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Show some Dutch courage, Mr Blair

In Holland, capitalism has a friendly face. And it works, says Rick van der Ploeg
The Labour government has been greeted with ill-disguised relief by Britain's European partners, from whom it can learn a thing or two, I believe. The Dutch economy, in particular, has performed well for many years and bears study.

In 1983 unemployment there stood 2 percentage points above other European countries. Now it is half that and five percentage points below the rest of Europe. At 6.5 per cent it is close to that of the United States and lower than Britain's. The purple coalition of social-democratic and market- oriented parties has created almost half a million jobs in four years and has done this while maintaining the social fabric and an equitable income distribution.

The Dutch have also trimmed the public sector deficit to about 2 per cent of national income (from 10 per cent) and arrested the growth in the ratio of government debt to national income. At the same time the government has lowered taxes for business and citizens and undertaken massive public investment programmes. Sound monetary policy has also guaranteed a strong currency, low inflation and low interest rates.

How has this all been achieved? Wage restraint and pegging the value of the guilder to the mark have both dramatically improved competitiveness. Unit labour costs have remained roughly constant during the last 15 years (while elsewhere in Europe they rose by 3 per cent annually) and the share of profits in value-added more than tripled. These two factors fuelled the boom in exports, private investment and employment while wage moderation induced enterprises to use less capital and more labour, so labour productivity growth has been less strong. Consequently employment has grown rapidly despite modest growth of the gross domestic product.

The unions have exacted a price for restraint in terms of policies geared to improving job prospects and training. Companies that hire the long- term unemployed, employ low-paid workers or provide apprenticeship schemes and child-care facilities receive preferential tax treatment. Workers for their part have agreed to working at weekends and at night in exchange for shorter hours. The boom in part-time work has contributed to the flexibility of the economy and increased the number of women in employment.

Critics of European monetary union who argue that the unemployed need monetary expansion are wrong. Once wages catch up with inflation, monetary expansion only leads to more inflation and a weaker currency, not more jobs. The Dutch would argue that monetary expansion is a sneaky attempt to cut wages and fool the unions. Trust is built by negotiating with unions and offering tax cuts, training, child-care and shorter working hours in exchange for wage moderation and more flexible working.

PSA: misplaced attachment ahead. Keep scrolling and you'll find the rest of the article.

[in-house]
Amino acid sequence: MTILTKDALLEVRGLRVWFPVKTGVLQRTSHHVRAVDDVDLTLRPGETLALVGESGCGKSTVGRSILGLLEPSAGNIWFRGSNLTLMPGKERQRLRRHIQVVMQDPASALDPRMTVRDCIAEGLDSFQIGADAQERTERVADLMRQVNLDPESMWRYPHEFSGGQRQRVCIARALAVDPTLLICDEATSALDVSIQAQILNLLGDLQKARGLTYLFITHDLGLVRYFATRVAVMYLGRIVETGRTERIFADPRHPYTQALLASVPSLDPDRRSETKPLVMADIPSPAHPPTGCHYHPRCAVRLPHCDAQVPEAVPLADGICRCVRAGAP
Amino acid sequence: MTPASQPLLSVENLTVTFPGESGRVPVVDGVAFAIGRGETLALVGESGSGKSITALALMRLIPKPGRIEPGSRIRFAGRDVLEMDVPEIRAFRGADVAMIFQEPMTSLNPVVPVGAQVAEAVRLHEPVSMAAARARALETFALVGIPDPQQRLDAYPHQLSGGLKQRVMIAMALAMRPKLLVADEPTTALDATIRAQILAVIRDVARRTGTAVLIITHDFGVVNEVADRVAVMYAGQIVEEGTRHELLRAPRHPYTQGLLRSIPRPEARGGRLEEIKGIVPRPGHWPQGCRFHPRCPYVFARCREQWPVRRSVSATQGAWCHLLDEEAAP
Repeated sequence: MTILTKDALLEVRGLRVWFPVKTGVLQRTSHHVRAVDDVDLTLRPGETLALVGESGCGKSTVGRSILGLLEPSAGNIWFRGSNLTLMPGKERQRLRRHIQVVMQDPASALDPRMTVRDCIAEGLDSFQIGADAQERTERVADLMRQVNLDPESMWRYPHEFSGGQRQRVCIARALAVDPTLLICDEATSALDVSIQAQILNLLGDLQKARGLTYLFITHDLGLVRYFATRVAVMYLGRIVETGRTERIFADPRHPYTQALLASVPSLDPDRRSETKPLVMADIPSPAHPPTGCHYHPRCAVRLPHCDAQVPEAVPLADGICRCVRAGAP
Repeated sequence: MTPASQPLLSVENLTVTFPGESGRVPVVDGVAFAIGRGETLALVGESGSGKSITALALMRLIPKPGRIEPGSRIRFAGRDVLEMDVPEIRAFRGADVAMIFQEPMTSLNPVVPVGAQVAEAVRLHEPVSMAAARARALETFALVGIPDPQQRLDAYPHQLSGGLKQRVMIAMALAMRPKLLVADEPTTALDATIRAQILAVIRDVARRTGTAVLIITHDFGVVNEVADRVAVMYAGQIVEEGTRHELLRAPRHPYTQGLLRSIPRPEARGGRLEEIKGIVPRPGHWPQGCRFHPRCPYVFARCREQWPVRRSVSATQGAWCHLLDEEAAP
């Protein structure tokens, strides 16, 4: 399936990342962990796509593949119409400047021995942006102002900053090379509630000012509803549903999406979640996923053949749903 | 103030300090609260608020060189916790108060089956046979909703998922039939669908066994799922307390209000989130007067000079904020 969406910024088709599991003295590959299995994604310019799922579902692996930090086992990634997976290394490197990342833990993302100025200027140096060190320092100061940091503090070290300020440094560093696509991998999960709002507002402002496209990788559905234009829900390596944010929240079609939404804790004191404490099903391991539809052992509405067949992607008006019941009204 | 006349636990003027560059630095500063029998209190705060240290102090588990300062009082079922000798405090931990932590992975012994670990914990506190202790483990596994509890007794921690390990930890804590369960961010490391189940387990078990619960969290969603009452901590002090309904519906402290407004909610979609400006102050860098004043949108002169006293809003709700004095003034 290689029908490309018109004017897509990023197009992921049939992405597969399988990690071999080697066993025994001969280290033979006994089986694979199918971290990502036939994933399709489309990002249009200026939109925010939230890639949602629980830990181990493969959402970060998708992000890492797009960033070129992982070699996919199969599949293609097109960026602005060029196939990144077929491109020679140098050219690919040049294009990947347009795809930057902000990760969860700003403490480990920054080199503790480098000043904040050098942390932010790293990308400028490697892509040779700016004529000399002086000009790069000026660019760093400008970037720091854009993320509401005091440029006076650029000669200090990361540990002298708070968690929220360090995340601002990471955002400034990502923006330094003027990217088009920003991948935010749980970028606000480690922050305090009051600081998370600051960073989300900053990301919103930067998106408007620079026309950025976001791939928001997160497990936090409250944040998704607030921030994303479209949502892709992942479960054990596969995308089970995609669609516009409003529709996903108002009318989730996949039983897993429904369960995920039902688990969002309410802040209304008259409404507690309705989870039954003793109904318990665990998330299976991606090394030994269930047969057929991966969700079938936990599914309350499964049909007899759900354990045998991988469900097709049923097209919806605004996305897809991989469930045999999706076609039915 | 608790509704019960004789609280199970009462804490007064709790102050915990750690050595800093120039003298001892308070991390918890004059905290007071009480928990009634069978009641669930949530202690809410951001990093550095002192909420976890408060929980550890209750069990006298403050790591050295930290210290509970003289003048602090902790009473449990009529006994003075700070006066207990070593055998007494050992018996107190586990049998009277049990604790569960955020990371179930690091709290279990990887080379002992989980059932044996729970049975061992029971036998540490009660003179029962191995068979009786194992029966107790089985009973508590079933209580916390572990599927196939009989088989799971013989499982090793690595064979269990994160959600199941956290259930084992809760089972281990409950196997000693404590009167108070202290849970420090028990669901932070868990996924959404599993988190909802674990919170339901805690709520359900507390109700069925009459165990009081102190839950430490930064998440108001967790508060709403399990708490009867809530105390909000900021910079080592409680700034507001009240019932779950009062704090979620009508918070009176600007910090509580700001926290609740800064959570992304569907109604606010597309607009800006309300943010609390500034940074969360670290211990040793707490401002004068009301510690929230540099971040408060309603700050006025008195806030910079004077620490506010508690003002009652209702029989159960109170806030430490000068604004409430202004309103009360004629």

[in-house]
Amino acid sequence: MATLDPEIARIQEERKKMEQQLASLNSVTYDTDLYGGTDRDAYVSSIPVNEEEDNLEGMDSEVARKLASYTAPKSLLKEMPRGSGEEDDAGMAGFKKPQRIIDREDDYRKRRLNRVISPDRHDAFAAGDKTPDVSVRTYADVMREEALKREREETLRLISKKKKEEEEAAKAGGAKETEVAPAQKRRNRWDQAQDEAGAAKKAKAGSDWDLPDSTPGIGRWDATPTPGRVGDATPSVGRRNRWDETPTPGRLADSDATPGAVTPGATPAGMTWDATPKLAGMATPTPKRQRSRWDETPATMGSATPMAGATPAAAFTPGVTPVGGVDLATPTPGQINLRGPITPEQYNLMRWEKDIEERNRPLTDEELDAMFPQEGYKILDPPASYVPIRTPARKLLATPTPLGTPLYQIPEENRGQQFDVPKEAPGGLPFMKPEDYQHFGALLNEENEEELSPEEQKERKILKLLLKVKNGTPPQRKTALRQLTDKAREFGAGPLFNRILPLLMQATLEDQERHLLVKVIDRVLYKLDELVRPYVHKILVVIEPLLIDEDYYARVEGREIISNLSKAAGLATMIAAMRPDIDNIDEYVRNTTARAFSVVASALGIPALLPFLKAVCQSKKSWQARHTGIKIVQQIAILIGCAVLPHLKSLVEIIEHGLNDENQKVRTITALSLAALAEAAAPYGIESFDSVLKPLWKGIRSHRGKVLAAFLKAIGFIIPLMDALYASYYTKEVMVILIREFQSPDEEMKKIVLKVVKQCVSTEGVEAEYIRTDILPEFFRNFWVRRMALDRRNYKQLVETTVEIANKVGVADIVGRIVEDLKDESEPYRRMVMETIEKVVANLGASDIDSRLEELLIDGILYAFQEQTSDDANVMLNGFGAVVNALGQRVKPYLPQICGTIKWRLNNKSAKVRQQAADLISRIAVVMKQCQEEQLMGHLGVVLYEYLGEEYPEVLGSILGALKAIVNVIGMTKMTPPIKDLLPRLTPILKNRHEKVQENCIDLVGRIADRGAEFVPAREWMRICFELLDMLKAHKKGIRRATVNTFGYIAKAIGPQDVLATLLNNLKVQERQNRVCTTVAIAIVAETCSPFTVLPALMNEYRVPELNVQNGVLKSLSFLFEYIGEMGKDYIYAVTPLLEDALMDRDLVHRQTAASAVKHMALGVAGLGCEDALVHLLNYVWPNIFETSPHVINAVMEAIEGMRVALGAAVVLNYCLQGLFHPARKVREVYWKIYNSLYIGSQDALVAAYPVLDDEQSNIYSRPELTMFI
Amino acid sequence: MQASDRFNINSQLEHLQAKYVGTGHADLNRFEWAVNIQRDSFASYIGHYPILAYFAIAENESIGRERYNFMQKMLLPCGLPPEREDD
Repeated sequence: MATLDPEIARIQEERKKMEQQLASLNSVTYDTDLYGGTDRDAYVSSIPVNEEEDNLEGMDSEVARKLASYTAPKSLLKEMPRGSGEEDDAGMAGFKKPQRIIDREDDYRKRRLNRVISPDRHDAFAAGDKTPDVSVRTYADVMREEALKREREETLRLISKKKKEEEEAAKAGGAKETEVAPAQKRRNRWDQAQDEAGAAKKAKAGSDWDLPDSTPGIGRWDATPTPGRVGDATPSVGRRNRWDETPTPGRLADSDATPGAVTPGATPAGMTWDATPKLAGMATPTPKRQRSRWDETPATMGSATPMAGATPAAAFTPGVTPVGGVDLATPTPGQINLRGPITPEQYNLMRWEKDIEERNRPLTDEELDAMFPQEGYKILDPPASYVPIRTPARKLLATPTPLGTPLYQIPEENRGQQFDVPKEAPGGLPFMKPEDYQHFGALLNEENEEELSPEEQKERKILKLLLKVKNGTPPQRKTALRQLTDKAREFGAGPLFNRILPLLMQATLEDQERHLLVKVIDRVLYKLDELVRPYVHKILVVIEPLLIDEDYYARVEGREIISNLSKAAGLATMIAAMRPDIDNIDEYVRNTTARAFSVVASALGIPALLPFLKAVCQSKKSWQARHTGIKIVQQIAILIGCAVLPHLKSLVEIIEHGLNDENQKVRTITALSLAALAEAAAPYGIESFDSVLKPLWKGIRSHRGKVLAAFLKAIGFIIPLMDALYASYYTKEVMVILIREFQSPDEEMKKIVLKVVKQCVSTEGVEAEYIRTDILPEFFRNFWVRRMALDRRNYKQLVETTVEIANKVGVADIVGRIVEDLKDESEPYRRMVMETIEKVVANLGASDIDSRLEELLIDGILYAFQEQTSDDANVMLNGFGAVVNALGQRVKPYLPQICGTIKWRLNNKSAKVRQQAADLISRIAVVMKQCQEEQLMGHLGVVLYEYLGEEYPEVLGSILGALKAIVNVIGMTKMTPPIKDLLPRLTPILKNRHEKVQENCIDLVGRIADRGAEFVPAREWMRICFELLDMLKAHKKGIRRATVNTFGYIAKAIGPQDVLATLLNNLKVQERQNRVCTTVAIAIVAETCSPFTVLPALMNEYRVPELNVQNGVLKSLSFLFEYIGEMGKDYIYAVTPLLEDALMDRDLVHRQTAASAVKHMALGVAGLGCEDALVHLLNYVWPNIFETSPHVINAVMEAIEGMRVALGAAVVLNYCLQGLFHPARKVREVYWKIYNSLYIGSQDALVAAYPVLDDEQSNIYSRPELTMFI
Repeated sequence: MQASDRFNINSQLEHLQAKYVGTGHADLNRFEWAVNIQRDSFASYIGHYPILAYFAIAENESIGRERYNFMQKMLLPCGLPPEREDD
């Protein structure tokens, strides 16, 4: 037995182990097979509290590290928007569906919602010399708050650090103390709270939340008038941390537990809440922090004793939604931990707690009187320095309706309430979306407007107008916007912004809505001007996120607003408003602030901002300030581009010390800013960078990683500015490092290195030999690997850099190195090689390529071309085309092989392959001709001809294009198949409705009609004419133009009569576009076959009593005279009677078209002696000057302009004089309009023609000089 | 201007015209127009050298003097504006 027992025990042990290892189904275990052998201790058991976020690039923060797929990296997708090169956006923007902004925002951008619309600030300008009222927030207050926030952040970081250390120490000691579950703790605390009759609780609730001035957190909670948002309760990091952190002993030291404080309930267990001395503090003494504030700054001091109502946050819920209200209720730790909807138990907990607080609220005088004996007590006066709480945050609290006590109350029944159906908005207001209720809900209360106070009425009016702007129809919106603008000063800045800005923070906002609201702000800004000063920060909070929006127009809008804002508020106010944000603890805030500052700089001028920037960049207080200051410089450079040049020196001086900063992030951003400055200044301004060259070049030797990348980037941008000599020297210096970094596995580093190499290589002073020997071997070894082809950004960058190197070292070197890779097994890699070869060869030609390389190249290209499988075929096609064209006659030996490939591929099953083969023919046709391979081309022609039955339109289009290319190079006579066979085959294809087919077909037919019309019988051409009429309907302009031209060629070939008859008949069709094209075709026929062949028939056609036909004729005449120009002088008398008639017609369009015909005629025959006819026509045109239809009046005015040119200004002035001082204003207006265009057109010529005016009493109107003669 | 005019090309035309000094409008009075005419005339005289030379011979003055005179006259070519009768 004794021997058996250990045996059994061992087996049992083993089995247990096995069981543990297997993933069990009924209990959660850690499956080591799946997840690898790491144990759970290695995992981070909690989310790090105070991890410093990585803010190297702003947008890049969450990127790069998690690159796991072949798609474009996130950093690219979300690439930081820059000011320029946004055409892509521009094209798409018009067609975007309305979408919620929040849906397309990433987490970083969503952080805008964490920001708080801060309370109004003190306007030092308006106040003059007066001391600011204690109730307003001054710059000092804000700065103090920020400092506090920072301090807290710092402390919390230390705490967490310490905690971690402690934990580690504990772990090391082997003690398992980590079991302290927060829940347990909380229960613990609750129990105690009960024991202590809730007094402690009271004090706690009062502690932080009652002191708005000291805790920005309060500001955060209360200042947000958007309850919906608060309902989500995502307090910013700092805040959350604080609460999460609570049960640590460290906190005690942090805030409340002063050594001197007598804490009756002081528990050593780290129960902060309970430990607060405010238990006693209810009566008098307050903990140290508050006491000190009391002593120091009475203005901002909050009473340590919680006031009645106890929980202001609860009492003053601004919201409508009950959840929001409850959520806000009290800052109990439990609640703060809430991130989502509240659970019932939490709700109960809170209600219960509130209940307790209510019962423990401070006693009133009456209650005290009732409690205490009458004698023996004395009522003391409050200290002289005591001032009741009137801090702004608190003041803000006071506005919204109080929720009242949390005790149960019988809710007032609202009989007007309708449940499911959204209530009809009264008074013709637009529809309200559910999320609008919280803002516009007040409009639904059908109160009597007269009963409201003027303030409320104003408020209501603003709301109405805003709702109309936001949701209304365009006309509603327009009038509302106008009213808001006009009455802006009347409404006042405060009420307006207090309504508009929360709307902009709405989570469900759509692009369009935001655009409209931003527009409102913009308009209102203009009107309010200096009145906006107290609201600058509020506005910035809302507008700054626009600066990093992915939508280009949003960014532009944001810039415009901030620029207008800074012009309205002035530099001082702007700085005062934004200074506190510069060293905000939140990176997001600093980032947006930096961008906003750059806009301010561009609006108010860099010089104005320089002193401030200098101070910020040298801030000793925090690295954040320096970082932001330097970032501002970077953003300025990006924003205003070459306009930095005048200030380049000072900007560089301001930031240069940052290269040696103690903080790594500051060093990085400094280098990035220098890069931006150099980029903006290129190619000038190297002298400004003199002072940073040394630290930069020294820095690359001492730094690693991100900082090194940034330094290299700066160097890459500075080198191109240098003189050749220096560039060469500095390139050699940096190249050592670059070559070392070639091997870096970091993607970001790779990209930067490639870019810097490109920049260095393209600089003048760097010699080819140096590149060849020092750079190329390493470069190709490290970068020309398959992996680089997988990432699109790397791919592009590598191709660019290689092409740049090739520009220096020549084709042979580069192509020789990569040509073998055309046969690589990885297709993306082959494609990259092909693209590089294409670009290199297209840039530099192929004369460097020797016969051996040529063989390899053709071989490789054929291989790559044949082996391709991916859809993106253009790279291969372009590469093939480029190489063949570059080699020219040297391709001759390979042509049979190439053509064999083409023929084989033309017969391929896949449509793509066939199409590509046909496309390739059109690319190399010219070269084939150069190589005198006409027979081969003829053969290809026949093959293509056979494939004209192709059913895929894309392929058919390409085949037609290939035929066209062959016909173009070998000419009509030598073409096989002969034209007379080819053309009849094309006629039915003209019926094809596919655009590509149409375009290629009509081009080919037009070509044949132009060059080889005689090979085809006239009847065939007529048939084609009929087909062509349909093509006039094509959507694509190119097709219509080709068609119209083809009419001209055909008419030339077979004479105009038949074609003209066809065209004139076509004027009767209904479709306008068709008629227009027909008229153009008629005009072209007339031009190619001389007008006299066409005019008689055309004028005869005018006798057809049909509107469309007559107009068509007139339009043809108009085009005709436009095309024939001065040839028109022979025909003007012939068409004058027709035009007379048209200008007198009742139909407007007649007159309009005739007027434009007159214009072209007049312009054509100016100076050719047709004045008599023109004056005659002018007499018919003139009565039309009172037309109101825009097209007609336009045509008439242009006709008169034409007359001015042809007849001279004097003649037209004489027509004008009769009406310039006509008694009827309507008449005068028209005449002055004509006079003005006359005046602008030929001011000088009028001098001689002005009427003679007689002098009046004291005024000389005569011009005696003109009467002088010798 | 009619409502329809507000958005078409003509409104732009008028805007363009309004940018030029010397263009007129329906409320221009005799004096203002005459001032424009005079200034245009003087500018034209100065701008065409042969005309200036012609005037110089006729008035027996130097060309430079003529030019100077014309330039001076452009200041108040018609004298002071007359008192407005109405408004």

Another factor behind the Dutch miracle is that the government has pruned social security. Not by cutting the generous level or duration of benefits but by tightening eligibility, improving the efficiency of the system and introducing market-oriented reforms in disability and sickness insurance. As a result social insurance premiums and labour costs have fallen, further spurring job growth.

What are the lessons for new Labour? Firstly, the government should engage in a dialogue with trade unions and business. These social partners should be encouraged to take a long-term view and invest in each other, with the emphasis on training rather than hire-and-fire where jobs become obsolete. It is essential in this respect that negotiations take place at an industry level rather than at individual firms to cut out freeloading.

Secondly, cutting taxes should feature at the top of the new Labour agenda to create incentives for wage moderation, shorter working hours, training and child-care. Rather than cutting the level of social security benefits Labour should use the idea of tax credits to make it attractive for people to accept a job. Reform of the social security system should ensure that flexi-workers get similar entitlements to those with tenure. In a dynamic economy flexi-workers take all the risks and they should not be penalised for doing so.

Thirdly, European integration will fail if it does not move beyond the common market. Gordon Brown should be congratulated for giving the Bank of England responsibility for controlling interest rates. The next step is to join European Monetary Union.

The British economy has stormed past other European economies in terms of world competitiveness thanks to market-oriented reforms. Still, the Organisation for Economic Co-operation and Development points to The Netherlands and Ireland as examples of how capitalism can work with a friendly face. Labour can learn from these neighbours. Consensus, security and social justice can go hand in hand with flexibility and rapid growth in jobs. That is the challenge for Labour.

q Rick van der Ploeg is a financial spokesman for the Dutch parliamentary Labour Party and a professor of political economy.